In a case that has received significant attention over the past several months, a United States Patent Trial and Appeal Board (PTAB) panel recently concluded that the Saint Regis Mohawk Tribe’s claim of tribal immunity did not prevent the PTAB from reviewing patents held by the Tribe. As an alternative basis for proceeding with the review, the panel found that, despite the assignment to the Saint Regis Mohawk Tribe, the Tribe was not essential to the proceedings because the original patent owner, Allergan, effectively still owned the patents.
- One PTAB panel has concluded that tribal immunity is not a barrier to reviewing patents. Thus, transferring patents to a sovereign tribe likely will not insulate the patents from inter partes review (IPR), covered business method review, or post grant review.
- The PTAB, like courts, will consider the party that has “all substantial rights under the patent” to be the owner, regardless of how a transaction is titled or structured.
This case began when Mylan Pharmaceuticals filed several IPR petitions for Allergan’s patents related to its drug Restasis, which helps combat Chronic Dry Eye disease. The PTAB panel instituted the IPRs, and Allergan participated, including by filing Patent Owner Responses. Allergan then assigned the patents to the Saint Regis Mohawk Tribe, with the Tribe providing a license back to Allergan. A few days before the oral hearing, the Tribe informed the panel that it had acquired the patents and asked for permission to file a motion to dismiss the IPRs based on the Tribe’s sovereign immunity. The panel stayed the proceedings to consider the immunity issue.
In the lengthy opinion, the PTAB panel first decided that tribal immunity did not bar the IPRs. The panel concluded that existing case law concerning state sovereign immunity, which insulated the University of Florida from IPR challenges, did not apply to tribal immunity. Further, the panel held that none of the limited situations that would except the Tribe from application of a generally applicable federal statute applied in the context of IPR.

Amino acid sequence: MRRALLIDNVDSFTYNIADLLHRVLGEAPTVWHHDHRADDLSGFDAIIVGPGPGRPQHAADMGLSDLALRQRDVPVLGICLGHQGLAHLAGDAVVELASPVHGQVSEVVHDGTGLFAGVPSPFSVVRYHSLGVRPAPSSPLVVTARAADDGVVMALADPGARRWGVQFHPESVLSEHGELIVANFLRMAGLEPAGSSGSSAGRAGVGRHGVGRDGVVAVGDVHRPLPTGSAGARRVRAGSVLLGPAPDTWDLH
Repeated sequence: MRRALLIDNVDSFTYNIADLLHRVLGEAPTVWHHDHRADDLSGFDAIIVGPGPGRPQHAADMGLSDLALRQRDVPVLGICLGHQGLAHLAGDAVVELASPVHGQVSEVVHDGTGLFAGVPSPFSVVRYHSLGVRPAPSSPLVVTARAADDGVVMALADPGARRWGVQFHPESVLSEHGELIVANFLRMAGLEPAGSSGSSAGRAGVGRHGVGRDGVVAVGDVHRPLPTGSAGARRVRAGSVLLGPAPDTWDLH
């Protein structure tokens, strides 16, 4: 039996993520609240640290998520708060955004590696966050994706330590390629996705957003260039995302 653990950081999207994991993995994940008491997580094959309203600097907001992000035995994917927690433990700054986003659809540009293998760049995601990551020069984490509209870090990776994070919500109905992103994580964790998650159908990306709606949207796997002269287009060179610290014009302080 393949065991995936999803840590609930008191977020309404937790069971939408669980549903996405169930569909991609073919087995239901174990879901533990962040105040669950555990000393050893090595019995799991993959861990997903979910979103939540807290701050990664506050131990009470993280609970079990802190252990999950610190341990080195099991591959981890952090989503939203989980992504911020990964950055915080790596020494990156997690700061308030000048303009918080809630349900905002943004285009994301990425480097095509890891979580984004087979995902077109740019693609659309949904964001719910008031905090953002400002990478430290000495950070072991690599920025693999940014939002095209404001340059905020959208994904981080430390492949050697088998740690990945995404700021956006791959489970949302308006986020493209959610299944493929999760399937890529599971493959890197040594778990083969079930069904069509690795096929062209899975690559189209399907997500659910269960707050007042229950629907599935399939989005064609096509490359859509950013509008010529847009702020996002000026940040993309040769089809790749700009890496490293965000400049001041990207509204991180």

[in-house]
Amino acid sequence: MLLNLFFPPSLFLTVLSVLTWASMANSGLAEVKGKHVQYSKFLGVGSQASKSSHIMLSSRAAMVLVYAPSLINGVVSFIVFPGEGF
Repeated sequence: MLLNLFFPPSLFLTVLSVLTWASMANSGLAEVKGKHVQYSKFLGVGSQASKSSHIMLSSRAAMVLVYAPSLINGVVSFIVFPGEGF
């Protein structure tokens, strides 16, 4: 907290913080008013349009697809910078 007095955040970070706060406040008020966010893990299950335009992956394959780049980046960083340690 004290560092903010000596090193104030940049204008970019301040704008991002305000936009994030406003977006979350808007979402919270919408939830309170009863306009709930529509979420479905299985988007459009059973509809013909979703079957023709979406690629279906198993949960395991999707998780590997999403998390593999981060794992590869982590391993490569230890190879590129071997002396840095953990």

Separately, the panel concluded that the IPRs could proceed, regardless of whether tribal immunity applied, because Allergan was still effectively the owner of the patents. The panel observed that Allergan had the exclusive right to exploit, sue for infringement, and sublicense for all FDA-approved uses of the patented inventions. Because this covered all commercially meaningful uses of the inventions, the panel found the tribe did not have any substantial rights concerning practicing the inventions, enforcement, or sublicensing. The panel also observed that the Tribe had no right to receive a portion of the proceeds from any of Allergan’s litigation or licensing. Further, the Tribe had no reversionary rights and could not freely assign its interests in the patents. Taking these factors together, the panel concluded Allergan held all substantial rights in the patents, and therefore the reviews could proceed with Allergan as the owner.
With this decision, the IPRs can move forward. But, the panel’s decision might not be the final word on this issue as the Tribe will likely appeal.
Additionally, the decision shows how important it is to consider the commercial reality of agreements. When analyzing the agreements in this case to determine which party held all substantial rights, the panel readily ignored as “illusory” the rights of the Tribe that in practice had no commercial value. Thus, in an attempt to avoid the conclusion that a party other than the intended assignee holds all substantial rights in a patent, parties may want to ensure the assignee retains at least some commercially meaningful rights. For example, agreements may provide some financial incentive to the assignee based on litigation and licensing or may provide reversionary rights to the assignee to demonstrate an exchange of rights is not merely illusory.